By the Fall of 2005, things were so bad that the ISBE appeared poised to take over the District’s finances.  So the District employed a sneaky “back door” working cash bond issue – ostensibly, to cover the Cook County Assessor’s and Cook County Treasurer’s delay in getting the District its second installment of property tax revenues, but in reality a subterfuge for funneling $5 million in what amounted to borrowed funds into its depleted reserves, thereby keeping the ISBE at bay until the District could pass its big tax increase referendum in 2007.

As best as we can remember, the departing Bruce Martin was the District’s business manager during those bleak years; and, as best as we can tell, he was getting paid rather handsomely for his efforts [pdf].  We don’t know what Ms. Allard will be making – the H-A story doesn’t mention it – but she wasn’t doing too shabbily herself [pdf] even before her most recent stint at Palatine District 15.

As the biggest “local” property tax consumer, District 64 owes the taxpayers a commensurately substantial duty to spend those tax dollars wisely – a task that will fall in no small part to Ms. Allard.  We sincerely hope, therefore, that she left behind in Palatine the viewpoint she expressed when responding to questions about retiring superintendant Robert McKanna’s $327,596 of total compensation, noting that such amount “was in line with what other superintendants get on the way out in a district this size.”

That’s the kind of herd-mentality bureaucratic thinking that spawns, not solves, budgetary problems – and that fuels, not quells, public cynicism about our elected officials and our various governmental bodies.

A True “Emergency” Or Just More Financial Mismanagement?


In case you have forgotten, the City is looking at a $2 million-plus 2009-10 budget deficit, after running deficits totaling $3 million over the past two years.  That’s big-time financial mismanagement, folks, and it doesn’t look like it’s going to get any better anytime soon – as evidenced by the City Council’s recent addition to the deficit by increasing the hand-outs of taxpayer money to private community organizations.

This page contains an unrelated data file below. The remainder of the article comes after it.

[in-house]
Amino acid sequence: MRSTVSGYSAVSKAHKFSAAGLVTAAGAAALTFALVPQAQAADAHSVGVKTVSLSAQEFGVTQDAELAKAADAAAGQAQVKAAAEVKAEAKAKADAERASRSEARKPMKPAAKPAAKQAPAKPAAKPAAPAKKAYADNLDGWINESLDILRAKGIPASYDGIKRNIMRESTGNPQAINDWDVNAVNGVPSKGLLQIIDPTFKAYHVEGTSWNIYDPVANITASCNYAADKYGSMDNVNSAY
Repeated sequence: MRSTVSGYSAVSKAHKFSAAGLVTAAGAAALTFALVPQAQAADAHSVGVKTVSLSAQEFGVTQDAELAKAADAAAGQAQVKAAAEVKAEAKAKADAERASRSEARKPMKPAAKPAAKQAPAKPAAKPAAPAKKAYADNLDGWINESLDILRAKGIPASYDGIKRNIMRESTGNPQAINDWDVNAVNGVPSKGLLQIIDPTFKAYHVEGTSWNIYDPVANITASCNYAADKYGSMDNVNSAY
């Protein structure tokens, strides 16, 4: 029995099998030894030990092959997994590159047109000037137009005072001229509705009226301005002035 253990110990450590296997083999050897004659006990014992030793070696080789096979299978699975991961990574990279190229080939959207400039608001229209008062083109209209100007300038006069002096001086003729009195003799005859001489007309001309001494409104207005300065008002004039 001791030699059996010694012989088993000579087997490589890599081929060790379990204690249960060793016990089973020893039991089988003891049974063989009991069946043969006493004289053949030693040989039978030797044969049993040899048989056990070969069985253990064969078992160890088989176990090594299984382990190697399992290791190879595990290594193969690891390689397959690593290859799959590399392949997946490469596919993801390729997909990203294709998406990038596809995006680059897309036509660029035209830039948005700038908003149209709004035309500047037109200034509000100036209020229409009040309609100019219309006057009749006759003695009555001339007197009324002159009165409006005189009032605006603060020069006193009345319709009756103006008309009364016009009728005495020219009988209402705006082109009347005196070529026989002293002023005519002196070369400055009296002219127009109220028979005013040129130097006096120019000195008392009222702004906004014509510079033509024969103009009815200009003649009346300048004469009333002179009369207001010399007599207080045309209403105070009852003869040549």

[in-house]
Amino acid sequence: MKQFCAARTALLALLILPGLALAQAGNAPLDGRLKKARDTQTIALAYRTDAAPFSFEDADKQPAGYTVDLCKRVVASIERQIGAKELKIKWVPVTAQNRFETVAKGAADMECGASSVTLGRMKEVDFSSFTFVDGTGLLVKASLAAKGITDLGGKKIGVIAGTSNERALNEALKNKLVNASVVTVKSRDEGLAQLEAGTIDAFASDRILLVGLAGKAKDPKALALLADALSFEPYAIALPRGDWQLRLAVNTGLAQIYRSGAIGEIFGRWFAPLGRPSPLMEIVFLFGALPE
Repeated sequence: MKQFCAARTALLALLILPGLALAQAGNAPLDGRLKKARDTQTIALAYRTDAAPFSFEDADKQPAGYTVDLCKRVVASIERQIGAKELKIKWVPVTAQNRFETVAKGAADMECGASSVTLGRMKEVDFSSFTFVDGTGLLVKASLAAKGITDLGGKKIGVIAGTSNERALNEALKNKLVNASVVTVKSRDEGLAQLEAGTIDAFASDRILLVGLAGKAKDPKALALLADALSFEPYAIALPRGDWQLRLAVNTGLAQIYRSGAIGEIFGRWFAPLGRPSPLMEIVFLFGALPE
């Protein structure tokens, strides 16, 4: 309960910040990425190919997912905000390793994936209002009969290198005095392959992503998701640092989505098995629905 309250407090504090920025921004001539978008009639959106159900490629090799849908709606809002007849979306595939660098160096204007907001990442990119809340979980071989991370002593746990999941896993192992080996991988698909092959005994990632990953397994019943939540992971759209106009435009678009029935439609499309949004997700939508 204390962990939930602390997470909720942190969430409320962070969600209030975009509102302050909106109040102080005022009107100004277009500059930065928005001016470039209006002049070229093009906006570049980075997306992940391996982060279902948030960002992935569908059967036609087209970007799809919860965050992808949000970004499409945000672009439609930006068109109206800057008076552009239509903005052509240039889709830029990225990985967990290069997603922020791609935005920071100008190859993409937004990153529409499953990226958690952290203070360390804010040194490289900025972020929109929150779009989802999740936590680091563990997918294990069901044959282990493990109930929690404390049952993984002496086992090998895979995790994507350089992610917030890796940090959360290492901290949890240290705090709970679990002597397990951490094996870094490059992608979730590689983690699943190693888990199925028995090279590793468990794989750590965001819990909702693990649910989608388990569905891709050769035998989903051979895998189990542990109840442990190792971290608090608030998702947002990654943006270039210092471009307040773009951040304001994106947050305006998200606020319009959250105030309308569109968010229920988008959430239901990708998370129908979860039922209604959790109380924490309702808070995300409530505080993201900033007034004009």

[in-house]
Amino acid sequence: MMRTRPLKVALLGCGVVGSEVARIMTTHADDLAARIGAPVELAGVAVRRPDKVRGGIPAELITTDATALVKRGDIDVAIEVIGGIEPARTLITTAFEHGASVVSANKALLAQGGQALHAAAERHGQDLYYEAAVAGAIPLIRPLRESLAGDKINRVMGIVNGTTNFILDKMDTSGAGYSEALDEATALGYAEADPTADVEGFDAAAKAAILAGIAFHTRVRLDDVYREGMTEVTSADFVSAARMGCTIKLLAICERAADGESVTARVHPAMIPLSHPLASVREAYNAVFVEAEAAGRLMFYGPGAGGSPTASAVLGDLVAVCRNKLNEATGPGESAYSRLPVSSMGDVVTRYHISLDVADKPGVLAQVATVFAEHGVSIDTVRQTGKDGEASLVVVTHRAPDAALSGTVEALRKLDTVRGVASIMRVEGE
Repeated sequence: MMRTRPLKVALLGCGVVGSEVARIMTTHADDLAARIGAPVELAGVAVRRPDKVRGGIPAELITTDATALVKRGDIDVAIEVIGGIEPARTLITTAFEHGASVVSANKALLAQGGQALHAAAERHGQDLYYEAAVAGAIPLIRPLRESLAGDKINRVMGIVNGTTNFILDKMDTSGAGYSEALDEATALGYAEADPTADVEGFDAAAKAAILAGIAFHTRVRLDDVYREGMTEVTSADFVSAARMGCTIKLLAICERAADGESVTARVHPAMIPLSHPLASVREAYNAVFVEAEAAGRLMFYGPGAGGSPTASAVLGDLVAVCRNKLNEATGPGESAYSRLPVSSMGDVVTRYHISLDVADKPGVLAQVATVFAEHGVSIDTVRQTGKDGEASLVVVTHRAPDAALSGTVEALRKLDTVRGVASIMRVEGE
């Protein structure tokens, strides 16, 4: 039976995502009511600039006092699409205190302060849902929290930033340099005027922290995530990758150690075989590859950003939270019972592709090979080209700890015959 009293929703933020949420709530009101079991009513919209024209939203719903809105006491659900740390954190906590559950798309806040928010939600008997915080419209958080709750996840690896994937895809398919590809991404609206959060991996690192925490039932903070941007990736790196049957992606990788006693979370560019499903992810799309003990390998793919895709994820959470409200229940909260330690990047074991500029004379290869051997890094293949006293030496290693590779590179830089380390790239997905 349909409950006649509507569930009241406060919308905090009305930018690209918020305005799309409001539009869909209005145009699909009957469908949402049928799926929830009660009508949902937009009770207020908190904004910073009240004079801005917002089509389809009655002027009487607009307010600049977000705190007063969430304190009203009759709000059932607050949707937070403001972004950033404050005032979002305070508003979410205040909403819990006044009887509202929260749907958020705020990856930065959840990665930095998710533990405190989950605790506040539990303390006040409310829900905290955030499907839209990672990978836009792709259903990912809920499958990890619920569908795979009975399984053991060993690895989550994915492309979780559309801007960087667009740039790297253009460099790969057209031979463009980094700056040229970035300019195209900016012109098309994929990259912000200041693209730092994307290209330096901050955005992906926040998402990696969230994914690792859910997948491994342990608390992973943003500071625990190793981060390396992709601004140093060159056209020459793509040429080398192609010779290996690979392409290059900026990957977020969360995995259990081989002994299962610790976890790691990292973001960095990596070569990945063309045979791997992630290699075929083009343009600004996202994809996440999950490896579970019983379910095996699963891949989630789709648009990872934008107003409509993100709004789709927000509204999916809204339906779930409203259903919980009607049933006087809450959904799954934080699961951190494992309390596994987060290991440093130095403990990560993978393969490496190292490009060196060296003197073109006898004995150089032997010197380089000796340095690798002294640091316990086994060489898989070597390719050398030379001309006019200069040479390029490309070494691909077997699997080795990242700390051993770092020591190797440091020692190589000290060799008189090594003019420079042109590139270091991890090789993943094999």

And if you need another example, look no farther than Monday night’s City Council Committee of the Whole (“COW”) meeting, at which the COW  – or the 2/3 of it that was present (Alds. Carey and Ryan were absent) – voted to advance to final Council vote the spending of approximately $80,000 in non-budgeted funds to replace a leaking City Hall air conditioning chiller.  According to Public Works Director Wayne Zingsheim, the air conditioning system is on the brink of failure.  And if it fails, the lack of air conditioning could cause the failure of the City’s entire computer system, including the Police Department’s network.

Zingsheim reported that replacement of the unit was the only option because the air conditioning system is so old that nobody wanted to even bid on repairing it.  In view of that, we have a hard time understanding how the need for its replacement seems to have sprung up as such a surprise, especially to anybody who is paid to pay attention to this stuff – like, for example, our Public Works Director. 

In a similar vein, we’re also troubled by how this was sprung on the Council as a full-blown “emergency” at the May 11, 2009, COW meeting, to the point where Zingsheim wanted to waive competitive bidding so that he could get what he reported to be the only replacement unit available anywhere in the country, for which he was quoted a price of $84,000.  But when the Council insisted that the project be sent out for bid, lo and behold, the City received seven bids – the lowest of which was for $80,600 (from Kroeschell, Inc., in Arlington Heights), or $3,400 less than Zingsheim’s “deal.” 

At this point, however, we have to note that the highest bid was $148,000, which makes us wonder whether the high bidder was really trying to gouge the City, or whether these were not truly apples-to-apples bids.  We sure hope somebody at City Hall is checking to make sure that such a large disparity in price does not mean that the City is spending $80,000 for an undersized little-engine-that-barely-can system that will have to be replaced again in a few years.

But the real issue for us here at PublicWatchdog is: Why did this air conditioning situation become such an “emergency”?  Given the age of the unit, shouldn’t it’s deterioration/failure have been anticipated and put in the 2009-10 budget – or even a prior year’s budget?  Was somebody asleep at the wheel again?  Or was the potential failure and replacement of this air conditioning system well-understood by City staff but intentionally ignored so that other less-worthy items could be budgeted for – like the $200,000-plus in taxpayer funding of private community organizations – with the expectation that the City Council could always be stampeded into approving an over-budget “emergency” air conditioner replacement, just like it’s now doing?